More than 2,600 current and former Activision Blizzard employees have signed a letter condemning the company's response to a lawsuit accusing the company of having a widespread culture of sexual harassment and discrimination, calling the response, "abhorrent and insulting to all that we believe our company should stand for."
"To put it clearly and unequivocally, our values as employees are not accurately reflected in the words and actions of our leadership," the letter reads. "We believe these statements have damaged our ongoing quest for equality inside and outside of our industry."
Read the full letter below:
To the Leaders of Activision Blizzard,
We, the undersigned, agree that the statements from Activision Blizzard, Inc. and their legal counsel regarding the DFEH lawsuit, as well as the subsequent internal statement from Frances Townsend, are abhorrent and insulting to all that we believe our company should stand for. To put it clearly and unequivocally, our values as employees are not accurately reflected in the words and actions of our leadership.
We believe these statements have damaged our ongoing quest for equality inside and outside of our industry. Categorizing the claims that have been made as “distorted, and in many cases false” creates a company atmosphere that disbelieves victims. It also casts doubt on our organizations’ ability to hold abusers accountable for their actions and foster a safe environment for victims to come forward in the future. These statements make it clear that our leadership is not putting our values first. Immediate corrections are needed from the highest level of our organization.
Our company executives have claimed that actions will be taken to protect us, but in the face of legal action — and the troubling official responses that followed — we no longer trust that our leaders will place employee safety above their own interests. To claim this is a “truly meritless and irresponsible lawsuit,” while seeing so many current and former employees speak out about their own experiences regarding harassment and abuse, is simply unacceptable.
We call for official statements that recognize the seriousness of these allegations and demonstrate compassion for victims of harassment and assault. We call on Frances Townsend to stand by her word to step down as Executive Sponsor of the ABK Employee Women’s Network as a result of the damaging nature of her statement. We call on the executive leadership team to work with us on new and meaningful efforts that ensure employees — as well as our community — have a safe place to speak out and come forward.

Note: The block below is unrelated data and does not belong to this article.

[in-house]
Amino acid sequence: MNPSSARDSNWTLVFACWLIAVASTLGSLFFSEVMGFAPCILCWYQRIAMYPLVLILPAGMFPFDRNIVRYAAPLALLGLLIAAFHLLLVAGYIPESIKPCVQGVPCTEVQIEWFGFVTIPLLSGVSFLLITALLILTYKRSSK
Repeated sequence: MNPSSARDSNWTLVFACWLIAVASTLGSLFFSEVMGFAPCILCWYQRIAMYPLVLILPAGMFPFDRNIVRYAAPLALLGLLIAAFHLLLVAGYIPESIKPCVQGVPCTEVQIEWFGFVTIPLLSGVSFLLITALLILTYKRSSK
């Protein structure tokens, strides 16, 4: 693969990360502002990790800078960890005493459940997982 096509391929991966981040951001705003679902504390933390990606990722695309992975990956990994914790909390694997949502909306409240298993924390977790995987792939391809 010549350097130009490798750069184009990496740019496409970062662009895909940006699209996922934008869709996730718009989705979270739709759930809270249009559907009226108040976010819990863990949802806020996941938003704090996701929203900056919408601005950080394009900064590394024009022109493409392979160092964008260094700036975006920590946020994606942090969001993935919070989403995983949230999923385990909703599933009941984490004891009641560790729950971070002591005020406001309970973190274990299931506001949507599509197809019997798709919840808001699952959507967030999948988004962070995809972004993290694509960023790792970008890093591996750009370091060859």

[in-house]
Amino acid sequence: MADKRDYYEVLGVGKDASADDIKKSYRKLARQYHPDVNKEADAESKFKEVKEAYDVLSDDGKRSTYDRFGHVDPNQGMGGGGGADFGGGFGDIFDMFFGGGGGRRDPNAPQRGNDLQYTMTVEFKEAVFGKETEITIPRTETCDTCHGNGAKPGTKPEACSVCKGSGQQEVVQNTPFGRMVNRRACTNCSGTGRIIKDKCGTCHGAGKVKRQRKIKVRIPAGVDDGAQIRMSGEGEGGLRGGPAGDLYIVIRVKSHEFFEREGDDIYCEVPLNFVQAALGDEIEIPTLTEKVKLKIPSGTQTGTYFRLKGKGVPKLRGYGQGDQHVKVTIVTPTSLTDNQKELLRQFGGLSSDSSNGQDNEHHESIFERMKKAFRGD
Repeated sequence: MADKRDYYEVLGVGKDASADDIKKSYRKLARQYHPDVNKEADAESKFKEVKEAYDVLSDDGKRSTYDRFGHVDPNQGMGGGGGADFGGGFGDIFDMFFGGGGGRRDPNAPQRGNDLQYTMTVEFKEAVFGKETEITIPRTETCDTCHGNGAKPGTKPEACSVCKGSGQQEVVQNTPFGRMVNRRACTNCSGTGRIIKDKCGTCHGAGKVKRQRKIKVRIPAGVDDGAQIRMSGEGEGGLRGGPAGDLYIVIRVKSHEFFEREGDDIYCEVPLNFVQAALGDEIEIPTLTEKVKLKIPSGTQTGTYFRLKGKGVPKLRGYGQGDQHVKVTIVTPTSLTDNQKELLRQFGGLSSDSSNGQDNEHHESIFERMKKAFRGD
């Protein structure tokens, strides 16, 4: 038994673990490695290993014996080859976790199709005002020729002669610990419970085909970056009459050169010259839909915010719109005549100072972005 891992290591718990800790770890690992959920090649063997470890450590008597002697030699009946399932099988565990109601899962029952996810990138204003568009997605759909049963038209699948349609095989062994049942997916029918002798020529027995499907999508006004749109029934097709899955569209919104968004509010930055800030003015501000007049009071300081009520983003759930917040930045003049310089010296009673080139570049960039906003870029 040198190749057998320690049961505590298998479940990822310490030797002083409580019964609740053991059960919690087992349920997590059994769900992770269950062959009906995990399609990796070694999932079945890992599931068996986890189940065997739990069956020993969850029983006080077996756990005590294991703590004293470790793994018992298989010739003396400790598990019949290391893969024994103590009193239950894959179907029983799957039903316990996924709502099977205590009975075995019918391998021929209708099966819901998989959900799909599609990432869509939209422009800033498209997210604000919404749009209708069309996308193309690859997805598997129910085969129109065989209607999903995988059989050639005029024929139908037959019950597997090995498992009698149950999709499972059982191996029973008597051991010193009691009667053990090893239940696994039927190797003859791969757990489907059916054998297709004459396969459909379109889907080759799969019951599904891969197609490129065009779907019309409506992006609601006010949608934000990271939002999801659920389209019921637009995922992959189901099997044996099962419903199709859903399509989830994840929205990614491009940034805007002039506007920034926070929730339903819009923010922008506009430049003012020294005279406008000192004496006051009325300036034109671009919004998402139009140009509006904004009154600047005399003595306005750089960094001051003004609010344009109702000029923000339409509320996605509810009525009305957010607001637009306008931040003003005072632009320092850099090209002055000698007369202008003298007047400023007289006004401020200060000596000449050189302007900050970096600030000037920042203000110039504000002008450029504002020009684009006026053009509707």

We stand with all our friends, teammates, and colleagues, as well as the members of our dedicated community, who have experienced mistreatment or harassment of any kind. We will not be silenced, we will not stand aside, and we will not give up until the company we love is a workplace we can all feel proud to be a part of again. We will be the change.
In the wake of the California Department of Fair Employment and Housing lawsuit's publication Wednesday, Activision Blizzard released a statement calling it, "irresponsible behavior from unaccountable State bureaucrats." Meanwhile, leaders within the company offered mixed messages in internal communications.
Blizzard president J. Allen Brack called the lawsuit "extremely troubling," appearing blindsided despite being explicitly named in the complaint as a top manager aware of sexual harassment that failed to act. Activision president Rob Kostich called the behavior described in the suit as "deeply disturbing." On the other hand, Activision Blizzard chief compliance officer Frances Townsend called the lawsuit "meritless," in an email to Activision staff. Activision's chief operating officer, Joshua Taub, reportedly encouraged employees to keep discussions of the complaint internal at a 500-employee all-hands meeting.
Staff at Activision Blizzard sent their letter to managers Monday, when it had around 800 signatories. It has continued to accrue signatures, crossing the 2,000-signature line Tuesday morning. At least 1,600 of those signatures come from current employees, per Axios. Activision Blizzard employs a total of 9,500 staff.
"We appreciate the support of our fellow co-workers, past [Activision-Blizzard-King] employees, and our communities during this time," a representative for the signatories told Polygon in a statement. "Rest assured we intend to demand change, and hold our leaders and companies accountable to the values we signed onto when joining."
Update 7/28/21 11:26 a.m. ET: Blizzard managers have reportedly told team members they will receive paid time off for participating in the walkout.